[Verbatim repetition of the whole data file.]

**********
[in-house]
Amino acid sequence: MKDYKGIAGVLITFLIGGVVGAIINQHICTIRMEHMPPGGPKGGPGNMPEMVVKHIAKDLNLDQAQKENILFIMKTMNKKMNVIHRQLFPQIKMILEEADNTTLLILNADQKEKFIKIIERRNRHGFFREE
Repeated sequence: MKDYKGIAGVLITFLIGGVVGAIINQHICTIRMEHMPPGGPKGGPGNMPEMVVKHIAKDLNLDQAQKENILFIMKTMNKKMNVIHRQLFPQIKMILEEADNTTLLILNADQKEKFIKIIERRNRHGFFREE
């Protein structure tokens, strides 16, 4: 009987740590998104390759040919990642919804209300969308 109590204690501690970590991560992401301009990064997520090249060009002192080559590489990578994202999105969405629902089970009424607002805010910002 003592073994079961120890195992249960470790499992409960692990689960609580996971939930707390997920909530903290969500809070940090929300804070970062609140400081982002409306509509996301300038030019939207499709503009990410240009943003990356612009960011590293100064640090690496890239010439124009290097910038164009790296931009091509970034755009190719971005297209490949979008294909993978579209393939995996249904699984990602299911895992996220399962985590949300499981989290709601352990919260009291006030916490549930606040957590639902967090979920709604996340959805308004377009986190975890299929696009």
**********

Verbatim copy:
[in-house]
Amino acid sequence: MKDYKGIAGVLITFLIGGVVGAIINQHICTIRMEHMPPGGPKGGPGNMPEMVVKHIAKDLNLDQAQKENILFIMKTMNKKMNVIHRQLFPQIKMILEEADNTTLLILNADQKEKFIKIIERRNRHGFFREE
Repeated sequence: MKDYKGIAGVLITFLIGGVVGAIINQHICTIRMEHMPPGGPKGGPGNMPEMVVKHIAKDLNLDQAQKENILFIMKTMNKKMNVIHRQLFPQIKMILEEADNTTLLILNADQKEKFIKIIERRNRHGFFREE
């Protein structure tokens, strides 16, 4: 009987740590998104390759040919990642919804209300969308 109590204690501690970590991560992401301009990064997520090249060009002192080559590489990578994202999105969405629902089970009424607002805010910002 003592073994079961120890195992249960470790499992409960692990689960609580996971939930707390997920909530903290969500809070940090929300804070970062609140400081982002409306509509996301300038030019939207499709503009990410240009943003990356612009960011590293100064640090690496890239010439124009290097910038164009790296931009091509970034755009190719971005297209490949979008294909993978579209393939995996249904699984990602299911895992996220399962985590949300499981989290709601352990919260009291006030916490549930606040957590639902967090979920709604996340959805308004377009986190975890299929696009």